Resolution on human rights in Crimea

The UN General Assembly’s committee focused on human rights has adopted a resolution on Crimea, including strong human rights language. The committee sent the resolution to the plenary of the General Assembly, which is to consider it in December.


“We had some concerns with the resolution that was passed by the General Assembly last year, said Olga Skrypnyk, Crimean Human Rights Group. “We, and our partners, have worked hard this year through our advocacy to make sure that this new resolution has a stronger human rights focus.”

Human rights defenders Tetiana Pechonchyk and Olga Skrypnyk give insights into the dire situation in Crimea and what needs to be done to address it, amid their advocacy at the United Nations in New York.

“We are pleased that many of our recommendations were incorporated in the final resolution,” continued Skrypnyk. “These included – among other elements – creating a safe environment in Crimea for human rights defenders, lawyers, and journalists, ending the militarisation of Crimea, addressing impunity for human rights violations, and underlining the importance of Ukraine maintaining strong ties with Crimeans. We are now encouraging the General Assembly to adopt this resolution, and urge the UN to ensure that the recommendations in the resolution are implemented.”

Review of Ukraine’s human rights record

The same week, Ukraine had its human rights record reviewed at the UN Human Rights Council in Geneva, under the Universal Periodic Review (UPR) process.

Tetiana Pechonchyk, Human Rights Information Centre, said: “The underlying responsibility for the human rights crisis in Crimea lies with the Russian authorities, who are to be held accountable as the occupying power. At the same time, there are several areas in which the Ukrainian authorities have the possibility to take steps to improve the human rights situation in Crimea.”

“We have met with a number of state delegations over recent months and argued that access to Crimea needs to be simplified, particularly for international human rights monitors and journalists,” she continued. “We have also stressed that the human rights of all Crimeans need to be protected, whether in Crimea or in mainland Ukraine.”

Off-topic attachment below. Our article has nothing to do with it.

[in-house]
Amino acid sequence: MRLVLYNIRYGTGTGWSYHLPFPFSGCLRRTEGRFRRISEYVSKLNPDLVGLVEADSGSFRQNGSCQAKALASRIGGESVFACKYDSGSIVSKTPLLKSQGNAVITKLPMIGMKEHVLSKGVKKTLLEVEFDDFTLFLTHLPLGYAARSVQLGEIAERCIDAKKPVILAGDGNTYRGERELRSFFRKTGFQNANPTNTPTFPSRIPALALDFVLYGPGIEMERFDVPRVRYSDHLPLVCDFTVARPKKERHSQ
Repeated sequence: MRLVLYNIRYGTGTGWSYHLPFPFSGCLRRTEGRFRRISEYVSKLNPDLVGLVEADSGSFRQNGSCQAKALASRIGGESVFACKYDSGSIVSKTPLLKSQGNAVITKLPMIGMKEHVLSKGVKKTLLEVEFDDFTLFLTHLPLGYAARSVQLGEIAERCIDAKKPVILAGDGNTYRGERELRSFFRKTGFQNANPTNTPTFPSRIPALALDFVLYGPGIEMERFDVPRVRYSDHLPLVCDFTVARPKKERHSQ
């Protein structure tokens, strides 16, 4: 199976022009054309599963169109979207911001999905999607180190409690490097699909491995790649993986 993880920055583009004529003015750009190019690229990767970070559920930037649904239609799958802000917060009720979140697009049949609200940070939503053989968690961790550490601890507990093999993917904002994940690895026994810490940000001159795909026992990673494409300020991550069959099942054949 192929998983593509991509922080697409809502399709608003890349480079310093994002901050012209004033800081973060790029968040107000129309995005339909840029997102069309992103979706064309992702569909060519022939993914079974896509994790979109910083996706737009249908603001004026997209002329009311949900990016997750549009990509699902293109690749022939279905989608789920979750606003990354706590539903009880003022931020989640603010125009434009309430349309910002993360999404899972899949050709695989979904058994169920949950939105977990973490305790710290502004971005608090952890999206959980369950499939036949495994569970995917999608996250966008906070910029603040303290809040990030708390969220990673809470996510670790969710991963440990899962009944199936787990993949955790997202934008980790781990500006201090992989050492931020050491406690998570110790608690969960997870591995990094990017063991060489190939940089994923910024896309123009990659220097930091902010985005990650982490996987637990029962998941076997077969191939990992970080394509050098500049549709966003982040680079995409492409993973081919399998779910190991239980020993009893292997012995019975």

“Thankfully, many state delegations agreed with our research and analysis and put forward strong recommendations. We will now work to ensure that Ukraine implements these recommendations,” concluded Pechonchyk

During Ukraine’s UPR, a number of states made recommendations relating to the challenges of access to Crimea, and issues around freedom of movement.


Georgia recommended that Ukraine “intensify cooperation with the international community in order to ensure access of international human rights and humanitarian actors and monitoring mechanisms to the whole territory of Ukraine within its internationally recognised borders with the aim to monitor, report and address the human rights situation.”

This recommendation was echoed by a number of other states, including Australia, the US, and the UK. Australia focused on access of international organisations, calling “on all parties to guarantee international organisations’ unimpeded access to Crimea and the conflict zones in eastern Ukraine, and to implement their Minsk 2 obligations.” The UK recommended for Ukraine to “simplify access to public administrative services for Crimean residents and enable Ukrainian citizens to move smoothly between Crimea and the rest of Ukraine.”

Romania commended Ukraine’s efforts to safeguard the rights and freedoms of citizens living in Crimea, while Poland “welcomed extra efforts of Ukraine to protect those who are most vulnerable, including IDPs [internally displaced people] and Crimean Tatars.”

The Netherlands, South Korea, and Italy all called on Ukraine to strengthen the rights of human rights defenders and journalists. Mention was also made by Denmark and the Czech Republic on legislation affecting NGOs, with Ukraine being urged not to place undue bureaucratic measures on human rights organisations operating in the country.



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